From the June 22, 1956 edition of the Vineyard Gazette:

In the year 1870, it is reported, 27,000 vessels passed through Vineyard Sound, and this was not necessarily a large volume of traffic. The Sound then was a main highway of the sea, and the times were good for shipping. Many years later, steam largely replaced sail, and the Cape Cod Canal was dug for a short cut, so that Islanders with a view of Vineyard Sound missed the sights of the old days.

The Sound has gone through many eras. It has served outbound and inbound whaleships, privateers, men of war, old time fishing smacks, modern sea sleds and power cruisers, canoes and ocean liners, lobstermen and scientists, pirates and missionaries, hijackers and rumrunners, coal schooners and coal barges in long sequence behind gallant little tugs — the list is practically endless so far as floating craft are concerned.

First there was discovery, and a narrative of Gosnold’s voyage in 1602 tells how his ship came into a “fair sound.” Then a shift of eras, and early commerce was finding its way through Vineyard Sound on the way up or down the coast, and practically all vessels plying between Boston and northerly ports to the West Indies used the highway of the Sound.

Those were times of freebooting, and since rich cargoes passed through Vineyard Sound, here was an attractive place for pirates. In 1689, Capt. Thomas Pound, one time commander of the British frigate Rose, turned to piracy with a crew of some twenty-five men including Thomas Hawkins and Eleazer Buck. On Aug. 27, Pound chased the brigantine Merrimack into Holmes Hole, the present Vineyard Haven, and plundered her of provisions.

An annal of a different sort, involving smuggling rather than piracy, dates back to 1740. The brig Orotava of Boston, Robert Williamson, master, carried two guns according to her papers, but actually she mounted seven. For convenience she also had an extra set of ship’s papers and an extra name, Fortune, so that she could shift identity with all possible speed.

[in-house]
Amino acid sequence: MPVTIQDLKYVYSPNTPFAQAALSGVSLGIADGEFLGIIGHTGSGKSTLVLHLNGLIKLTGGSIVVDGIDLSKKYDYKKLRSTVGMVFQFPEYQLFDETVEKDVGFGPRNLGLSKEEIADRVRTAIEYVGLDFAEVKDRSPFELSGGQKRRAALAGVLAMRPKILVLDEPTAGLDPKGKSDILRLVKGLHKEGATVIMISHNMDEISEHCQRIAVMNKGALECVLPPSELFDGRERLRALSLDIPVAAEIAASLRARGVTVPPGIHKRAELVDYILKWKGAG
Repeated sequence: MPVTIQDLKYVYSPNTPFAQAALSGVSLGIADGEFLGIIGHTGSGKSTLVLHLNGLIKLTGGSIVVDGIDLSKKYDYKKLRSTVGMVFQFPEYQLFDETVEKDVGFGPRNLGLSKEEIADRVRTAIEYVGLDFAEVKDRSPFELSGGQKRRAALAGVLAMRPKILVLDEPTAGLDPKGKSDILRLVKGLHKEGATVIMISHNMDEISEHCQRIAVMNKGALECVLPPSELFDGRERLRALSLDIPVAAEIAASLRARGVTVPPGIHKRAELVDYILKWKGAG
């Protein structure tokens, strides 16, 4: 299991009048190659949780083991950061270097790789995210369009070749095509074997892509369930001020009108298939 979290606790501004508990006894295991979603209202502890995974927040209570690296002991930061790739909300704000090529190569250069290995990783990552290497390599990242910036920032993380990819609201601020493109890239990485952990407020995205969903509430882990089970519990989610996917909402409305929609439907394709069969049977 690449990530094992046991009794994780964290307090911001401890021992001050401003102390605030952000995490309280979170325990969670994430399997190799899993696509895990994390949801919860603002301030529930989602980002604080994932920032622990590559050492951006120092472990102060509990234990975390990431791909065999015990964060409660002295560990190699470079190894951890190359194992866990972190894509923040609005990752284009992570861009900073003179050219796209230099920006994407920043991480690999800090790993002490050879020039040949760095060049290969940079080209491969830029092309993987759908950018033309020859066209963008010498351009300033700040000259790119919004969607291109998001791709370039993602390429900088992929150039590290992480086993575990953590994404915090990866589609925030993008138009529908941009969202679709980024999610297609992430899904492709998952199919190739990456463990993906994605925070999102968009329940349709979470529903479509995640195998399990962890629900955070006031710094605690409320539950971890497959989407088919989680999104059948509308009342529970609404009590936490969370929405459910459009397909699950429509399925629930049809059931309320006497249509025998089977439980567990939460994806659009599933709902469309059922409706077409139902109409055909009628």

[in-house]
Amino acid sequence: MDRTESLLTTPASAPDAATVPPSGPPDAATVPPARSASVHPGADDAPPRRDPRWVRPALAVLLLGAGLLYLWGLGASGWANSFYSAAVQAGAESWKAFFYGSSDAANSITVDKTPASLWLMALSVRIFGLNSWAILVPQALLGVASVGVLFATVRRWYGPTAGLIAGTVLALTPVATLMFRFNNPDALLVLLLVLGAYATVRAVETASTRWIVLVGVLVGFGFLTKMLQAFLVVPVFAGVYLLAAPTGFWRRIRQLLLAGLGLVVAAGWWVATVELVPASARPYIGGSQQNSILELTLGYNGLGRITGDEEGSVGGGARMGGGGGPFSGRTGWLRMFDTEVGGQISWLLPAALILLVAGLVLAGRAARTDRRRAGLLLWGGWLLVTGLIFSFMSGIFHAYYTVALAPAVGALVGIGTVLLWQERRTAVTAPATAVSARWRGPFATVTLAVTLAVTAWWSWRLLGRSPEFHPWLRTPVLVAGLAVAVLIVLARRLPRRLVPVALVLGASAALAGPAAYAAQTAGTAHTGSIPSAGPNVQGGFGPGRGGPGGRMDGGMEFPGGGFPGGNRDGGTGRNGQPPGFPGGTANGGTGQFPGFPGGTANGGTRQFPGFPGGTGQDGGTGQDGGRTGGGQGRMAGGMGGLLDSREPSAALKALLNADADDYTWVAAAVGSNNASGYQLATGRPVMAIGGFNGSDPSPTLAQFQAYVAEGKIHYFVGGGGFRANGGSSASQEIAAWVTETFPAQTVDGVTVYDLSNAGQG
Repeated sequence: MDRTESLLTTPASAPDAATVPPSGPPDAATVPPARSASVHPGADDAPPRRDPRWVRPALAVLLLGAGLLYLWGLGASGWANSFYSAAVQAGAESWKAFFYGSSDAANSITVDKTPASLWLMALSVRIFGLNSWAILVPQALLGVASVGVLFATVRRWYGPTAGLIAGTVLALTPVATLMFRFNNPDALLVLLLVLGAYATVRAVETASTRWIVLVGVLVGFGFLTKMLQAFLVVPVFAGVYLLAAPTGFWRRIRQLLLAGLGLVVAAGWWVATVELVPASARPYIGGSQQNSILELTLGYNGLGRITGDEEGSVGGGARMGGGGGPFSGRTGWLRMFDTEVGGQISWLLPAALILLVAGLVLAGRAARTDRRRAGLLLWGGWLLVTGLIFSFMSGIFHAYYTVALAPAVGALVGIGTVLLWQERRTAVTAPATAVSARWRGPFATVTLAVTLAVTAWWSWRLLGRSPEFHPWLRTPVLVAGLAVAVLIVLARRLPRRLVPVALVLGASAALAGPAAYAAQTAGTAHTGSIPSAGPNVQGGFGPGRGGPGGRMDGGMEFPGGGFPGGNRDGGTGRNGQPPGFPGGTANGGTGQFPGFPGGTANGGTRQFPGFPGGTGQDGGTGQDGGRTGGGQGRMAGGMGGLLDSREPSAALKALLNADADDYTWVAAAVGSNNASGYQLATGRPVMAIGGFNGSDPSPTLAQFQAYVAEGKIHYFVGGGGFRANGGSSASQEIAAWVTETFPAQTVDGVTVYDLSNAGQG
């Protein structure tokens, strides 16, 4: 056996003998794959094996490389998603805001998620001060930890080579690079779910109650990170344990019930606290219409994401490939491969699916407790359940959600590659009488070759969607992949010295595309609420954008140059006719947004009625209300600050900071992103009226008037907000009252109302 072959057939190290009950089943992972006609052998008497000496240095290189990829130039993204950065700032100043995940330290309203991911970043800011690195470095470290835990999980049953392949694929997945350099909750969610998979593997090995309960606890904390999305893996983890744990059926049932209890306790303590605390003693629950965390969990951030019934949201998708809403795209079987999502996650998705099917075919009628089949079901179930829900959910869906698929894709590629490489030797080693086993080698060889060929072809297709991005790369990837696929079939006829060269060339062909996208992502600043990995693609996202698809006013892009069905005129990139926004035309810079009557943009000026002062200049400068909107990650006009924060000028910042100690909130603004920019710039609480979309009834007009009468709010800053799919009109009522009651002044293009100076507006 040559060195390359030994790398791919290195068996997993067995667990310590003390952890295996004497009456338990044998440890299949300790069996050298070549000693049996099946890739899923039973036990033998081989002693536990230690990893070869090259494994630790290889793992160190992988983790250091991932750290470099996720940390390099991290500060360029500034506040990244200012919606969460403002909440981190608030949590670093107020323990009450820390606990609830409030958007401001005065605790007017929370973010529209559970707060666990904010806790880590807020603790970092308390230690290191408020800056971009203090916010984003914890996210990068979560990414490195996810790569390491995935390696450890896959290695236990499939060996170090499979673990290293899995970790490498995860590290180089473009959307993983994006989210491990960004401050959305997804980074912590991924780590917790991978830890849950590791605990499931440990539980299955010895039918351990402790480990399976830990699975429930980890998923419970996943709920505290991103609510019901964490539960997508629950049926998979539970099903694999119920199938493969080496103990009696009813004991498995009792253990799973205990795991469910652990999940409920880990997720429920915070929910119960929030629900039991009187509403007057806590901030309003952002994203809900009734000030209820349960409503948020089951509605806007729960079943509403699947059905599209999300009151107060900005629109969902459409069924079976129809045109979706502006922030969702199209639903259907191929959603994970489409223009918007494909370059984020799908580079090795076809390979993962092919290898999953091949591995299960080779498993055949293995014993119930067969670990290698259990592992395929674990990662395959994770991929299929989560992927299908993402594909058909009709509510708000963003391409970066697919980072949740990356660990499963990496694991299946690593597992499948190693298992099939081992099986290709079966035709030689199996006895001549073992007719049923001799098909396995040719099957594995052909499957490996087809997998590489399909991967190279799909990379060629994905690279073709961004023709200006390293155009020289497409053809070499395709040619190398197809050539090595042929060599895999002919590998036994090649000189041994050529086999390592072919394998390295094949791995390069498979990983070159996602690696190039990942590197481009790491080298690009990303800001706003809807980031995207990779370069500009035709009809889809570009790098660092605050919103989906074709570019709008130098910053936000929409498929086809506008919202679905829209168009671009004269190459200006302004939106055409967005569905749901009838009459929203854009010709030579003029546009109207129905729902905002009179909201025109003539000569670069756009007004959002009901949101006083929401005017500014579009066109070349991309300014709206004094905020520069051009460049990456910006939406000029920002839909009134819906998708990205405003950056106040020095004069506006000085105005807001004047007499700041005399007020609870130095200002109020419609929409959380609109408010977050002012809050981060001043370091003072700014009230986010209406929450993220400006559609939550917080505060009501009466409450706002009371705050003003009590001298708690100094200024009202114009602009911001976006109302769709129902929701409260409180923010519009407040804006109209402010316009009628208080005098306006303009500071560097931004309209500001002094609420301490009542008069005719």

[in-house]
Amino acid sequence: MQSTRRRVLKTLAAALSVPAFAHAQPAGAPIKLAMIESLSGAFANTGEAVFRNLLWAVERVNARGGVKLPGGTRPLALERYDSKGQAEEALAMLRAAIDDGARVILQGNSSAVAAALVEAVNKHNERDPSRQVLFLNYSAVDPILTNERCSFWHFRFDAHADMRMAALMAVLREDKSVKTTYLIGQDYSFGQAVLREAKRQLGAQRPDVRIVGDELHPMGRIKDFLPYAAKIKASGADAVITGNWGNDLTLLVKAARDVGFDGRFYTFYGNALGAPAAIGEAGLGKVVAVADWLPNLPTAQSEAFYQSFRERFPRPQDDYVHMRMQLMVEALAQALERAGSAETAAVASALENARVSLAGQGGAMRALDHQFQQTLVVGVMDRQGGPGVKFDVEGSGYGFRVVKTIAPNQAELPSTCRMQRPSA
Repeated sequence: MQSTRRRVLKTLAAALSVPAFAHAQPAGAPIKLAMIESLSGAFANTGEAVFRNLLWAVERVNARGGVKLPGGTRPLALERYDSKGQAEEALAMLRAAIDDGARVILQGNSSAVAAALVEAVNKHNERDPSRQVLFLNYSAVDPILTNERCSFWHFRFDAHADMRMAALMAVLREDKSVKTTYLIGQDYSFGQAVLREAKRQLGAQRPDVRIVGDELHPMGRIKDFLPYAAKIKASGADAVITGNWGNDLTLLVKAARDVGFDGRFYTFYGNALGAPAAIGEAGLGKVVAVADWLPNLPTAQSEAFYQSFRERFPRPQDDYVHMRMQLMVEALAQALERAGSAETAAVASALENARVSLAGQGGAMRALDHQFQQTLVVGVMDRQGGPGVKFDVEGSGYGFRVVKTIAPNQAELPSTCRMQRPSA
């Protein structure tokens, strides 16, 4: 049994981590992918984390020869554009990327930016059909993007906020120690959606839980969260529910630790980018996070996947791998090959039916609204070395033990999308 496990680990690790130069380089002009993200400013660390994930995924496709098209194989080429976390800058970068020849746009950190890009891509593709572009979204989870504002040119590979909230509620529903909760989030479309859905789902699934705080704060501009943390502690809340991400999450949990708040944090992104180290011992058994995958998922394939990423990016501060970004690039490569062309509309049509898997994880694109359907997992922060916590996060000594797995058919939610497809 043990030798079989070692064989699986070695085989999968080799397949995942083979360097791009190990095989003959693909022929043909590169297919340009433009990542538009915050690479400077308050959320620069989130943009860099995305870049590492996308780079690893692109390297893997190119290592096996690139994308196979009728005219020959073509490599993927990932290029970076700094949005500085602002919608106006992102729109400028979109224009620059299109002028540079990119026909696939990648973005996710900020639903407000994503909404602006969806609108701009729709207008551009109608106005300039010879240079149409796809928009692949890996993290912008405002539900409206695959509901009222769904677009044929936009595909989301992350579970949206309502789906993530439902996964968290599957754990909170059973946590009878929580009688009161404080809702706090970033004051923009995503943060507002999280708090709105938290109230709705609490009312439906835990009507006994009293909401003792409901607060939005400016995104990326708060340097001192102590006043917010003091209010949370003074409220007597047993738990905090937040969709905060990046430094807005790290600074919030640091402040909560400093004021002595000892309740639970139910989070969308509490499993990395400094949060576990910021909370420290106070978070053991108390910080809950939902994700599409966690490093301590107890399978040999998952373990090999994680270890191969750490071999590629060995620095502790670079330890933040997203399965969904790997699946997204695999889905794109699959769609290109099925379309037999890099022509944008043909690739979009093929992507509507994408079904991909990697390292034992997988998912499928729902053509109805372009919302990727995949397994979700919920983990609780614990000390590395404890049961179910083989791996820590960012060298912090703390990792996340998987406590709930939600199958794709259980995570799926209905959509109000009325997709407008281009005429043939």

Countless vessels of those earlier years passed through Vineyard Sound, lay for shelter at Tarpaulin Cove, or anchored for water and supplies, or for refuge, in the harbor of Holmes Hole. Perhaps the significance of the Sound in maritime affairs may be put most strikingly through some mention of the Jonathan Grout telegraph.

On Oct. 24, 1800, he obtained a patent for a line of semaphores from the Vineyard to Boston, to be operated from hilltop to hilltop, with telescopes used for sighting.

Through the decades that followed though the Grout telegraph functioned for a few years only, the unending procession of vessels through Vineyard Sound continued. In the year 1860, some 90,000 vessels were counted as they sailed within sight of Gay Head.

For about a hundred and fifty years the vessels passing through Vineyard Sound had been of all kinds, from ports far and near, carrying all sorts of cargo. Gradually the change from sail to steam brought a change of times. Although tramp steamers and coastwise lines such as that from Boston to Savannah, made use of Vineyard Sound, most of the bigger vessels used outside routes; and much more commerce was now carried by the railroads than ever before. Coastal shipping declined in importance. From 1870 to 1909, however, was the era of the great coal schooners of New England, and most of them were intimates of Vineyard Sound. Fifty years ago a Vineyarder on any hilltop could look out on a sunny day and see the light flashing on dozens of tall sails as the schooners made the most of the winds that blew at the time. It was not unusual to see four or five five-masters, one or two six-masters, a dozen or so smaller schooners, and various incidental craft, all at the same time. Now and then the seven-master herself, the Thomas W. Lawson, sailed past.

That was increasingly the era of coal barges, too, as they began to displace schooners. Long tows of barges, many of them converted, became more and more familiar, and at Vineyard Haven during a blow the tugs clustered beside the wharf, until as many as six or seven, or even more, lay side by side.

In the end it was steam, together with shifting conditions in industry, and the growth of the railroads, that brought to a close the era of the coal schooners.

And the opening of the Cape Cod Canal, which was completed in 1914, shifted to the inner waterway the main stream of water traffic that had used Vineyard Sound. This change did not happen at once. During the early years of the canal, many vessels continued to go through the Sound. But, little by little, the Sound was deserted by most of the familiar steamers and sailing craft.

Eventually the canal was acquired and improved by the federal government, and this was the natural artery for coastwise traffic of the new times. In the Sound one now saw for the most part fishing craft and yachts.

Compiled by Hilary Wall